The following is a statement from Randy Reese, DAV Executive Director, Washington Headquarters
Today, DAV is pleased to announce the introduction of the Veterans Burn Pit Exposure Recognition Act of 2019, S. 2950, bipartisan legislation introduced by Senators Dan Sullivan (AK) and Joe Manchin (WV) that would make it easier for veterans to receive health care and benefits for illnesses and diseases caused by exposure to toxins from burn pits.
The legislation would require VA to formally recognize a “concession of exposure” for veterans who have served near burn pits during their military service, covering those who served in Iraq during the first Gulf War and those who served after 9/11 in Afghanistan, Iraq and the Southwest Asia Theater of operations, whenever burn pits were active.
Burn pits have been widely used by U.S. and coalition forces at various locations for decades as a manner of disposing of refuse in deployed areas, including plastics, batteries, fuel and even human waste and remains. Increasingly more veterans who were exposed to burn pits are developing respiratory and lung illnesses, and clinic research and studies are linking exposure to toxins to these conditions.
In most cases, the VA requires veterans to not only prove they were exposed to a toxin as part of their military duties, but also then to prove through medical opinion that that their condition is linked to that specific toxin. However, due to the lack of existing documentation about when and where burn pits were used or the precise location of servicemembers while deployed during these conflicts, it is extremely difficult to prove these claims.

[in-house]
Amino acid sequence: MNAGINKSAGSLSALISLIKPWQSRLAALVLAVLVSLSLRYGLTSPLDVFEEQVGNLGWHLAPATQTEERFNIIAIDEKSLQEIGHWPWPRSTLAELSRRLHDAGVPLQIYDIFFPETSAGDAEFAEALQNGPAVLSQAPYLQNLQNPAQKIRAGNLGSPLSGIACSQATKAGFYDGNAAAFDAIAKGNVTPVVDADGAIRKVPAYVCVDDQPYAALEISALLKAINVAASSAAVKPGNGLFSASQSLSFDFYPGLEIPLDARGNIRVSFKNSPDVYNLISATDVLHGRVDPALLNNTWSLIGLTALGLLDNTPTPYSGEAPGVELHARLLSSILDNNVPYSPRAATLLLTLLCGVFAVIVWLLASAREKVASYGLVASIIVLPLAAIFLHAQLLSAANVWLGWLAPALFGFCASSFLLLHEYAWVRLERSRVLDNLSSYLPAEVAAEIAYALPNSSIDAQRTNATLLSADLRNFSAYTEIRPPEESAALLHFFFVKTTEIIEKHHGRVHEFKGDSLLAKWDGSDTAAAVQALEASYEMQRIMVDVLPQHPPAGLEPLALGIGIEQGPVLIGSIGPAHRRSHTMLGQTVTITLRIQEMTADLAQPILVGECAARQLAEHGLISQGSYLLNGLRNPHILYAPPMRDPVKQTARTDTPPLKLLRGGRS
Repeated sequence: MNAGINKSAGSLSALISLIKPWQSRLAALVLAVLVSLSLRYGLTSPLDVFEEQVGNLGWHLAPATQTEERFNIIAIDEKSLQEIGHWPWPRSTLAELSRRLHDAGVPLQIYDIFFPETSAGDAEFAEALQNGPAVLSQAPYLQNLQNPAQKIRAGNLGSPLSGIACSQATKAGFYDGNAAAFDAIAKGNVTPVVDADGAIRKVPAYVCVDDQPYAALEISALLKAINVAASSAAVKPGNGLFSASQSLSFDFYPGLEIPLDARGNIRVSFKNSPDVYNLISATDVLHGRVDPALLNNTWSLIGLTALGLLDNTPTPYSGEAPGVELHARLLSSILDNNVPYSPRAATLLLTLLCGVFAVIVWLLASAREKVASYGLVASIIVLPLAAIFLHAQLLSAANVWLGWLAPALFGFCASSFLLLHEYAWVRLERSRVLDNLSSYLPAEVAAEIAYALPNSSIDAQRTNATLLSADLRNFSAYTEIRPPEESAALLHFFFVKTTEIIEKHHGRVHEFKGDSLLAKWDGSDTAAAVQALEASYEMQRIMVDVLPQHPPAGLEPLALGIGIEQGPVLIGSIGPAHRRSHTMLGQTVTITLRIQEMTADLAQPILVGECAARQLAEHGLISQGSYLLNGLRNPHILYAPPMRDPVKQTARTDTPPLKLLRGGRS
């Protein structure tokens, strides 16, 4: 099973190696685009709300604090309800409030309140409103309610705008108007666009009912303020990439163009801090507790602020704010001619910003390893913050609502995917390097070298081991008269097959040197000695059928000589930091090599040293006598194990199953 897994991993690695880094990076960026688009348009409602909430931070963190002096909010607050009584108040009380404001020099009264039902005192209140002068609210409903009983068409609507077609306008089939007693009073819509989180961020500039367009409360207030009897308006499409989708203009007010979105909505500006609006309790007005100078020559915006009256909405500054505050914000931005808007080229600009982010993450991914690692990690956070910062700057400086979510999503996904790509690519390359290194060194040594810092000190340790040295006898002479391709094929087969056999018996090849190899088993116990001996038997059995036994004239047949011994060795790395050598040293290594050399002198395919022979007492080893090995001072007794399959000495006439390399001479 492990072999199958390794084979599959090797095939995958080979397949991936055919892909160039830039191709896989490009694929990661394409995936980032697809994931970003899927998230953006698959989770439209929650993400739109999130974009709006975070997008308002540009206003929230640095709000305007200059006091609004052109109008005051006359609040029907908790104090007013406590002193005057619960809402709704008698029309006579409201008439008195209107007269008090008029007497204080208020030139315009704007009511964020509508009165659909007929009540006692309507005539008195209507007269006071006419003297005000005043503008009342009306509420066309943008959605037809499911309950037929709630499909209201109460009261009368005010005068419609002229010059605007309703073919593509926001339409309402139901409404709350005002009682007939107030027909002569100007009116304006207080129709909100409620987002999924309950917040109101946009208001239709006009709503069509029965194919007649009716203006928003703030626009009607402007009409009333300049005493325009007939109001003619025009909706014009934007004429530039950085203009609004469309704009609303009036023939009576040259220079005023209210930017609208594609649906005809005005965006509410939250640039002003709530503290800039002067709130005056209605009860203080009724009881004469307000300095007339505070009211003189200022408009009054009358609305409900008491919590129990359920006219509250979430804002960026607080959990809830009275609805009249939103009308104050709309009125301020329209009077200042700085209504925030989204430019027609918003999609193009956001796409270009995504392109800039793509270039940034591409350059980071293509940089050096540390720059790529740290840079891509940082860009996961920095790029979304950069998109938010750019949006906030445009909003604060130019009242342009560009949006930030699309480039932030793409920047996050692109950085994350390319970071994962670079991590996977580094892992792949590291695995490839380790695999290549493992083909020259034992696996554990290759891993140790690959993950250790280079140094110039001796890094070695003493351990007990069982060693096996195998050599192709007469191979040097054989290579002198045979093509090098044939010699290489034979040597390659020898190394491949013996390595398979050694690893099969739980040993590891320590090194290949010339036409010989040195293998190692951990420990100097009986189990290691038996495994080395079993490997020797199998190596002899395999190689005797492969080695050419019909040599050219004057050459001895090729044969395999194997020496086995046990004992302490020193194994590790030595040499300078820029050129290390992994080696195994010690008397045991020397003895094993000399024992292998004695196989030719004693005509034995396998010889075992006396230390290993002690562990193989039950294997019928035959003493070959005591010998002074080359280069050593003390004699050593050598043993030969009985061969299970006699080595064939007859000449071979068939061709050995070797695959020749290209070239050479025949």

This legislation, crafted from an original DAV concept, would codify a concession of exposure to help ensure that veterans who served near burn pits have less red tape to deal with when, and if, they need to file a related claim for a service-connected disability. The bill would not automatically provide benefits as veterans would still need a medical opinion connecting their exposure to the illness or disease they are suffering from. However, by granting a concession of exposure to veterans known to have been exposed to burn pits during service, VA can eliminate another arduous step for veterans and help them get the lifechanging health care and benefits they need more quickly.
DAV is well aware—and has been for many years—of the adverse health effects of burn pits. Veterans cannot afford to wait any longer while their conditions worsen. We must take action now to formally recognize exposure to burn pits, rather than repeat the mistake of making Vietnam veterans wait decades for recognition of their exposure to Agent Orange.
We would especially like to extend our thanks to Senators Sullivan and Manchin for their support and partnership in developing and introducing this critical legislation and for being committed champions for the nation’s veterans.
DAV urges swift passage of the Veterans Burn Pits Exposure Recognition Act so we can remove unnecessary obstacles preventing veterans from getting the benefits and services they need have earned. Let us learn from the past and end the wait for the men and women who served.